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  • *Pseudofossils ( Inorganic objects , markings, or impressions that resemble fossils.)

Found 21 results

  1. Pseudo fossil or egg?

    Hi all, see pictures below, i’m jn doubt if this is an egg or just geological. found in The Netherlands Holland, in mining area. thank you
  2. A worm or worm burrow in New Jersey?

    Hi everyone! I recently found this strange curled relief on a rock in Monmouth County NJ, due to the prevalence of burrows at this site, my guess is that this curl could be a worm (unlikely due to the whole soft tissue thing) or a worm burrow, or perhaps one of the tricks bog iron likes to play. Anyone got any ideas?
  3. Geological?

    Hello together, Something I quite often see in the ID-section are pseudofossils commented as "geological/rock". I dont want to be nitpicking, probably it´s just short for "purely geological". Simply "geological" doesn´t seem opposed to fossil, in my understanding fossils do happen at the interesection between geology and biology. So "no biologic structure"=no fossil (except chemical fossils) , but "geological" seems to apply to all the specimens (if they are not molten plastic, recent bone, or something else entirely. ) English is not my native tongue as you may have noticed, but in my understanding fossils are also rocks, at least some kinds, for example steinkern preservation, (rocks with) impressions... So it may be confusing especially for the newbies that often ask about pseudofossils if "geology" stands as the opposite of fossil. What do you think? Best Regards, J
  4. I found a drainage ravine with thousands of these these in them. I'm almost certain they're an iron concretion of some type but I've gotten several different identifications. I took a few of them to the MAPS expo last spring for an ID. One person said michelinoceras, but then an expert on cephalopods said no, definitely not, but he had also never seen anything like them. These were found on the north side of Dubuque, IA right at the top of the lower Galena dolomite just above the upper chert beds. They are in a thick sticky grey clay which sits just above a thick iron rich encrusted layer that varies from 1/4 to 1/2 inch thick (blackend hardground?). The clay layer is approximately 20' thick and contains thousands of these. They are almost all vertically oriented, cylindrical in shape, and vary from 1/2 inch to as much as 6 inches in diameter, and vary in length from several inches to several feet long. Some of the smaller ones that have weathered out do look amazingly like cephalopods. I had previously found a few pinky finger sized weathered ones farther down the ravine and thought cephalopod but then found the clay with the bigger ones. They have a center that resembles a siphuncle but I don't see anything that looks like septa or individual chambers. There are too many of these to think they haven't been found before but I can't seem to find anything describes them specifically for this area. I did find a paper from a study done in Finland titled "Ferruginous Concretions Around Root Channels and Fine Sand Deposits". That paper seems to describe what these may be be but since I've gotten a couple different ID's and none of them concretion I was hoping someone with a little more knowledge can tell me for sure. url to the research paper - https://doi.org/10.17741/bgsf/47.1-2.020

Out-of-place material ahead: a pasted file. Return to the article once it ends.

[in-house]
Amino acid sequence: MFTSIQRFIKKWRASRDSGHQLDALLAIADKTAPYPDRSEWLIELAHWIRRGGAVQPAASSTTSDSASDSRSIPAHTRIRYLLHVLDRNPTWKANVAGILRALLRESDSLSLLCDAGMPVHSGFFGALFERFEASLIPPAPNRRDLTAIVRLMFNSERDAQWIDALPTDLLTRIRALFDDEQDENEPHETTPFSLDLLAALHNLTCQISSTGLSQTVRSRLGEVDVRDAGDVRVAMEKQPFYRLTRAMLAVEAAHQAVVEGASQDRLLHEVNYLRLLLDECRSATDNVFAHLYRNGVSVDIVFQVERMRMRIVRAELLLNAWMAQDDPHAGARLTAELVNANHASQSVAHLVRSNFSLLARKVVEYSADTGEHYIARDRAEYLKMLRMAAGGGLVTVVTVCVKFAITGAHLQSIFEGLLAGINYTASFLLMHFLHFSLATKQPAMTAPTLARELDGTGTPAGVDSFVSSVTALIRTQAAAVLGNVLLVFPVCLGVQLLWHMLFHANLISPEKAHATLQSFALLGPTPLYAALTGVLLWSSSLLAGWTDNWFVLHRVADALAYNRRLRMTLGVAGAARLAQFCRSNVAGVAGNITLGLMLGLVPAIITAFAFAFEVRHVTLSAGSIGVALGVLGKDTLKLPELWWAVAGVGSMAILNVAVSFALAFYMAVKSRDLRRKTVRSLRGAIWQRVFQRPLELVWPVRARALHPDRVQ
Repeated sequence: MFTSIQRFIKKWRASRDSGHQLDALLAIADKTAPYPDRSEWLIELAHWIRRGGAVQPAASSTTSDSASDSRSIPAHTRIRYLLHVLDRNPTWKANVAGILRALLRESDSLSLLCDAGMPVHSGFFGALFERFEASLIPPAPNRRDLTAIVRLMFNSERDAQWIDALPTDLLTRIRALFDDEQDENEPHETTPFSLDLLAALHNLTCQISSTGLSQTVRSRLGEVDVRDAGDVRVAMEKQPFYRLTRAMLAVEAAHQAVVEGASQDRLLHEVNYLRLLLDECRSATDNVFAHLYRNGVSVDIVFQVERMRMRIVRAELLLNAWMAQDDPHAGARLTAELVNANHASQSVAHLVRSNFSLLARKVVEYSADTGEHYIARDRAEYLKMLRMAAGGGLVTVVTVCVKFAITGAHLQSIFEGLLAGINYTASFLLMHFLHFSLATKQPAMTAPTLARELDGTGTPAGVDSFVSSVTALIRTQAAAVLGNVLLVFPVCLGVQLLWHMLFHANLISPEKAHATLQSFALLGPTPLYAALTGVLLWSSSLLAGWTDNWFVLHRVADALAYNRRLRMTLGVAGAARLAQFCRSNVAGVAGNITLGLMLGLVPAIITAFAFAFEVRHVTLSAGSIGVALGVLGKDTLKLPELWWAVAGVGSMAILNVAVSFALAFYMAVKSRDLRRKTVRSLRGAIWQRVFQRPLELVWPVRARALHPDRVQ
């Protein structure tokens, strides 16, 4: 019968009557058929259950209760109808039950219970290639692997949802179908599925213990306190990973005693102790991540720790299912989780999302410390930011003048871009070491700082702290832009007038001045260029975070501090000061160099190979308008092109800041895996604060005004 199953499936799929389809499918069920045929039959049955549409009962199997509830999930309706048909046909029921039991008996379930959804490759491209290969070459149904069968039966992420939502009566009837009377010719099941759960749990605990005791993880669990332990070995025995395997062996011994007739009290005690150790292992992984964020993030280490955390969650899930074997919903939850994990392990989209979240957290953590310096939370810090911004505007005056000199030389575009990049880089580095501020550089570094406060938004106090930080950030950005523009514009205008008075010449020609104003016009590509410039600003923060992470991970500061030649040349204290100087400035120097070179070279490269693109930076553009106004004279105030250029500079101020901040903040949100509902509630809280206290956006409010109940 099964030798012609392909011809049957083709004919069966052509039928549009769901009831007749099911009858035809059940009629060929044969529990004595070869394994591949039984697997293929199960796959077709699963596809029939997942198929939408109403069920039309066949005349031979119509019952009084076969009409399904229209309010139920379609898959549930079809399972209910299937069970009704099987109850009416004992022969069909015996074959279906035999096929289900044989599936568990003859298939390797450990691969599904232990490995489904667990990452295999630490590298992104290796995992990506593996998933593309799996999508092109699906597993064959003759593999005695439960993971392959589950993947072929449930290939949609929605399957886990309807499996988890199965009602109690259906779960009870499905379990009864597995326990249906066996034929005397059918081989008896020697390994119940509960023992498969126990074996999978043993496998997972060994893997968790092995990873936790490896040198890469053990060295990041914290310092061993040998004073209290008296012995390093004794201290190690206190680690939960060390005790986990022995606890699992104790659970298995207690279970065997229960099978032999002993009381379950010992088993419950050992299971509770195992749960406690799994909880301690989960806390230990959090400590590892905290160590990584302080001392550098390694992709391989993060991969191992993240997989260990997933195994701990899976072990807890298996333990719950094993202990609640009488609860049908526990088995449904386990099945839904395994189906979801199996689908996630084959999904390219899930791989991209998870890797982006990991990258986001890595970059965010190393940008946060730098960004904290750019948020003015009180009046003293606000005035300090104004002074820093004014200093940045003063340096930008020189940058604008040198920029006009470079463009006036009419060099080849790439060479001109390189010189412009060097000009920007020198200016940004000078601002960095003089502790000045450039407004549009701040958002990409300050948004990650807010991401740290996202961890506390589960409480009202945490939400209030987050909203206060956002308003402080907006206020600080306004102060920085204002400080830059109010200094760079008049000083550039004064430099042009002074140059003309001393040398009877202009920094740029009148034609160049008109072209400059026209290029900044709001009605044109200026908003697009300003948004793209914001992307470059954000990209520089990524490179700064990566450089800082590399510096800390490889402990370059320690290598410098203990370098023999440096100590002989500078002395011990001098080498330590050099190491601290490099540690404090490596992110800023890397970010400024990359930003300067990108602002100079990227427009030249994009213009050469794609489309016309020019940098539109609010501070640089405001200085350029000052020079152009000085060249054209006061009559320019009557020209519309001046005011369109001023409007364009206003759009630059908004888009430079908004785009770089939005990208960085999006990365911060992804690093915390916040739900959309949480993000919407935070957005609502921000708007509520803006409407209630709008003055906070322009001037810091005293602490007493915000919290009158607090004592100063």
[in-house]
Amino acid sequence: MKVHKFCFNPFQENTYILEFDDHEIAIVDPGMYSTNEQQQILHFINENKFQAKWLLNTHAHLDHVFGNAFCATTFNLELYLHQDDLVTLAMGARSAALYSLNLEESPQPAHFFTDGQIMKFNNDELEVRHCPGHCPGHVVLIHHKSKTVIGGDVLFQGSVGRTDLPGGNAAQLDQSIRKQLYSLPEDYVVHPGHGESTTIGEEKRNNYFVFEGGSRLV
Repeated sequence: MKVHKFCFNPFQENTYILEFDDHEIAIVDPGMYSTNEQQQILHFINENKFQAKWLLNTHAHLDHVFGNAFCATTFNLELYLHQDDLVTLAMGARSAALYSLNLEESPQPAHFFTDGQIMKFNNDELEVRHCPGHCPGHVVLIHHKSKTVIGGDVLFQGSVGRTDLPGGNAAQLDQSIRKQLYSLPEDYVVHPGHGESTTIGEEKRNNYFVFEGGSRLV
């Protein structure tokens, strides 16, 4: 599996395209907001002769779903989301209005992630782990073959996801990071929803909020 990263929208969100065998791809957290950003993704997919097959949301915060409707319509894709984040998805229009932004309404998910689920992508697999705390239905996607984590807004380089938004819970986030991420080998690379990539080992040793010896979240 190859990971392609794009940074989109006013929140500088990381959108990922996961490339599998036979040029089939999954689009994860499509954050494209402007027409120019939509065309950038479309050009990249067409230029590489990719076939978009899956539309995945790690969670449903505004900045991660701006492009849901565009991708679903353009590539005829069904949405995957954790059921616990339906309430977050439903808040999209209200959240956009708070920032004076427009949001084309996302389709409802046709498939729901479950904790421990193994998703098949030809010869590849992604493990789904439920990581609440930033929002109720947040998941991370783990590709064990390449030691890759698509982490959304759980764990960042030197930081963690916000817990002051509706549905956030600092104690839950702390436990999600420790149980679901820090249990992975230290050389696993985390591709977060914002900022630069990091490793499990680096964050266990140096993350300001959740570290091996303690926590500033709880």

5. Is this a fossil?

    Hi folks, I found this on Killiney Beach in Dublin, Ireland. I usually find fossiliferous limestone there full of crinoids and corals and other fragments. This caught my eye but I have no idea what it is. Any thoughts anyone? Sorry for the use of a 1 pence coin as a scale here, I just saw that using coins is not ideal but I am back in Ireland and the piece is at my home in London where I took the photos. Sylvana
  6. Is it fossil or just a rock?

    Yesterday I bought a fossil box from the local natural history museum, just for the sea urchin inside. And there is a mysterious thing inside that looks like fossil but I've never seen something like this. Maybe it's just a weird looking rock?